STEPHEN SHORE: “Accounting for Days: Lynne Tillman on Stephen Shore’s Road Trip Journal” (2007)

Accounting for Days: Lynne Tillman on Stephen Shore’s Road Trip Journal

By Lynne Tillman, ArtForum, Summer 2007

NOT LONG AGO, diaries housed private thoughts and feelings too intimate or shameful to reveal. Virginia Woolf wrote in hers daily, expatiating on yesterday’s parties, ideas, and dinner conversations. Some believe remembering can keep us sane, but Woolf succumbed to madness, and remarked on its approach in her diary.

Blogs are, oxymoronically, public diaries, where bloggers play with exposure, others’ and their own. Some use handles for anonymity, but with fingerprints in cyberspace and with erasure near impossible, nothing’s lost and everyone can be found. Billions of disclosures light up the Internet with electric abandon. While “private” and “public” have for years been theorized as permeable spaces, even illusory divisions, people once lived those separate realities. Now they have actually blurred, and privacy and secrecy are becoming quaint ideas. IDs and personal information are hacked and jacked constantly, and individuals adjust their desires, needs, and aims in sync with technology’s capabilities. In this electronic revolution, as written and filmed self-reportage and confessions choke the virtual highways, voyeurism and exhibitionism are just normal.

Stephen Shore wanted his travel diary, compiled in six weeks in the summer of 1973, to be a document of documents, one without commentary. He hoped to make a collection of facts, an objective account of his time on the road. He recorded the car mileage every day and, in envelopes, kept motel bills, gas bills (12 gallons, $5), and receipts for meals, which he pasted into his sketchbook later. He wrote down what he ate for breakfast (pancakes usually), lunch, and dinner (steak often). He took photographs and listed how many exposures he shot and of what. He distributed postcards of Amarillo, Texas, in drugstore card displays, surreptitiously marking his drive-by visits.

Shore’s diary also included picture postcards of towns and buildings he visited, and of some he didn’t; two news clippings; and hotel stationery. At night he watched TV and then noted the programs: CBS Evening News, The Mary Tyler Moore Show, The Bob Newhart Show, Mission: Impossible, the Watergate hearings–shows that instantly evoke the 1970s. His log, then, serves as a cultural artifact, registering more than just his American life.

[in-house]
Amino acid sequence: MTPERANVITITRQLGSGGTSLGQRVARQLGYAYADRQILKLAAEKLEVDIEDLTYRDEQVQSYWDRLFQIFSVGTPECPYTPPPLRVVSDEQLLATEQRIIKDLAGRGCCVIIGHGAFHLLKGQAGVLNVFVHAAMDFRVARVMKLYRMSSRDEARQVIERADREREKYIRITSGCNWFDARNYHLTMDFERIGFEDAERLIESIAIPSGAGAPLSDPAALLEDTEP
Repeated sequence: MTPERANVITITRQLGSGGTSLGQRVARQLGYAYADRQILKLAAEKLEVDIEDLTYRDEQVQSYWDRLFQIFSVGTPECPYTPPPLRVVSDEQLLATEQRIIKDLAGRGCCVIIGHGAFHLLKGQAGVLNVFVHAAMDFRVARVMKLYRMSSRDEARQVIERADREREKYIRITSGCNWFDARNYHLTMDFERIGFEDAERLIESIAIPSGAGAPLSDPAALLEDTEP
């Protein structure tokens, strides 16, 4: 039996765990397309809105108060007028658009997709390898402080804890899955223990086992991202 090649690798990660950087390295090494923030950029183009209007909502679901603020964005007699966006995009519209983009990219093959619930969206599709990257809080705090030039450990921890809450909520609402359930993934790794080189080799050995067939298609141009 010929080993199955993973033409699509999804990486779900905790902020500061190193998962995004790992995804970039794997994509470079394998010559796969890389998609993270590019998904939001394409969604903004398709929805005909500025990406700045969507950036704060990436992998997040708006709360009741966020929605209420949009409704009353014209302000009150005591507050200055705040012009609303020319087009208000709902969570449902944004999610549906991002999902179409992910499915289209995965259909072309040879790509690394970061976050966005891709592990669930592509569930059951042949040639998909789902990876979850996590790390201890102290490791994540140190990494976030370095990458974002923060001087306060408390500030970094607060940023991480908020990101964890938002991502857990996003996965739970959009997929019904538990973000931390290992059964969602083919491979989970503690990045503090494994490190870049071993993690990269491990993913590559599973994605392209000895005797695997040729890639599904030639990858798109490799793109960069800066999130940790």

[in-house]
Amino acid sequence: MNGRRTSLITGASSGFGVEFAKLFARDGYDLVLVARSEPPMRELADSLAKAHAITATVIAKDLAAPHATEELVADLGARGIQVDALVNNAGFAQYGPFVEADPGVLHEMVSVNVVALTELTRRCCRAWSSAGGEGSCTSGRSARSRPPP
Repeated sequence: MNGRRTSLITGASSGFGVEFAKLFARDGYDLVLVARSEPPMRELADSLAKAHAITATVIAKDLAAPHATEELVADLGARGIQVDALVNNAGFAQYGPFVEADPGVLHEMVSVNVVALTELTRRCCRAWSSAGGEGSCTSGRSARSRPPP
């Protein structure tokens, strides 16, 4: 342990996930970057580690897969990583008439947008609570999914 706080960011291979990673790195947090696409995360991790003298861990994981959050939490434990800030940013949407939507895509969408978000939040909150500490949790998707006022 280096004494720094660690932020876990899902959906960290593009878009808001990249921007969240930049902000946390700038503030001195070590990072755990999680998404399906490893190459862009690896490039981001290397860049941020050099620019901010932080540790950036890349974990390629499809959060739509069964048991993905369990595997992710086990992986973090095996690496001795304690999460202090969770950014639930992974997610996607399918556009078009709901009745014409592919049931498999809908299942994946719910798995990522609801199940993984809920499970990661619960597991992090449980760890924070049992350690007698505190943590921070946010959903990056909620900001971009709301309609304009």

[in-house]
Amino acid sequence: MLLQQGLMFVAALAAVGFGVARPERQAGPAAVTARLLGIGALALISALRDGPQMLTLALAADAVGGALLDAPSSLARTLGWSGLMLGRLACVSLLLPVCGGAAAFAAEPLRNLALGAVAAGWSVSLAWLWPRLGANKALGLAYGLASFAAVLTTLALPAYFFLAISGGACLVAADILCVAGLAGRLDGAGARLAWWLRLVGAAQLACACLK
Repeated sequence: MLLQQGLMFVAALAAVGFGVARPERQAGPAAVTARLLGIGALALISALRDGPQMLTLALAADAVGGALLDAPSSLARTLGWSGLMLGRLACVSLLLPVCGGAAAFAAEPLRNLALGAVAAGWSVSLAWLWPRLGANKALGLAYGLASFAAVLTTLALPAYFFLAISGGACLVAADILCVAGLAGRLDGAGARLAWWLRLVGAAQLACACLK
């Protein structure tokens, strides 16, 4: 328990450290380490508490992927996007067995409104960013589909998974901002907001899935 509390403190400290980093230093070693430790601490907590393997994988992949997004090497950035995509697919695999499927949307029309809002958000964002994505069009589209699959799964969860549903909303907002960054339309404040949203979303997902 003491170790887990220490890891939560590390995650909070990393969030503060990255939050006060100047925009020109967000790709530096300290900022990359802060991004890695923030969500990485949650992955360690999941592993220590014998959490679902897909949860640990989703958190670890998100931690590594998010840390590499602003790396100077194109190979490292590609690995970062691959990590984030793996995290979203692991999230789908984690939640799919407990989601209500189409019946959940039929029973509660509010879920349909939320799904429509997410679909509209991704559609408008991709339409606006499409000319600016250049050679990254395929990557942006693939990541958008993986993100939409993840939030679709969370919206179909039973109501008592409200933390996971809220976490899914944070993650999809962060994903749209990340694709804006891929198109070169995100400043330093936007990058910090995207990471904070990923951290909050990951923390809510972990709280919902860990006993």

Shore strove for objectivity by enumerating how he spent his time and how much money he spent. Time is money, any taxi driver can affirm, and there’s only so much of each. Our expenditures, in all senses, define us, and a credit card bill can reveal as much as an intimate conversation. Shore’s approach assumes this position, and, through his minimal presentation of self as receipt and menu, his diary allows its readers to compose their own portrait of him. Lacking explanations or musings about them, Shore’s days are a body of ephemera, a compilation of data and bills, evidence. To reckon a character like this would have been anathema to Virginia Woolf. Shore’s diary strips being to an existential loneliness: You are what you do, where you go, and what you spend, not what you feel or think, or what you think about what you’re doing.

Shore and I had a conversation a few years ago for his reissued book Uncommon Places: The Complete Works, which includes his seminal American road trip photographs. My first question was about Warhol’s influence on his early work. At seventeen, in the mid-’60s, Shore hung around the Factory and observed Warhol working. Not only did Warhol tape, film, photograph, and silk-screen as many things as he could, he also accounted for every dollar he spent for the Factory. Shore also told me (the anecdote wasn’t published) that Warhol once gave Shore’s father his account books, because he wanted Mr. Shore to invest in the Velvet Underground. Shore’s father noticed an odd entry: “$10 for H for John’s toothache.” Mr. Shore found it very funny that Warhol noted even the cost of heroin, especially in such a transparent manner. The willed objectivity in Stephen Shore’s early work takes a page from Warhol’s approach.

The sheets of Shore’s fourteen-by-eleven-inch sketchbook have yellowed some with age and appear brittle. Unlike a blog, which lacks materiality, his diary is a unique, tactile object. The idea of deathlessness in cyberspace can be reassuring, especially during a time of extreme transition: Wait six months, the technology will be better; but wait six months, the world will be worse. Shore’s diary is not virtual, it is indexical, presenting the things themselves, which, like people, react to time. Now everything would be scanned and digitized, and it would never color, fade, or crack.

More curious than Shore’s goal of an objective diary is his last entry on the last page.

AUG 11 1973

MIL[E]AGE: 8268

BREAKFAST: GABRIELLE’S PANCAKE HOUSE,

Shore stopped after a comma. He stopped midthought. He just gave it up. Was it boredom, angst, frustration? Maybe he didn’t get what he wanted from it. Maybe a list of facts didn’t tell him what he wanted to find out. We can’t know. But his abruptness or falling away, his refusal to follow his routine to the last, is a mystery that recasts the entire project. Shore’s pasting in of “facts” becomes a poignant activity, suggesting that people can find many protective guises for their vulnerability. The wish for invulnerability can also activate the desire to make art. Explanation and reflection are often inadequate to experience, and what the young Shore doesn’t want to say erupts anyway, and writes itself without words.


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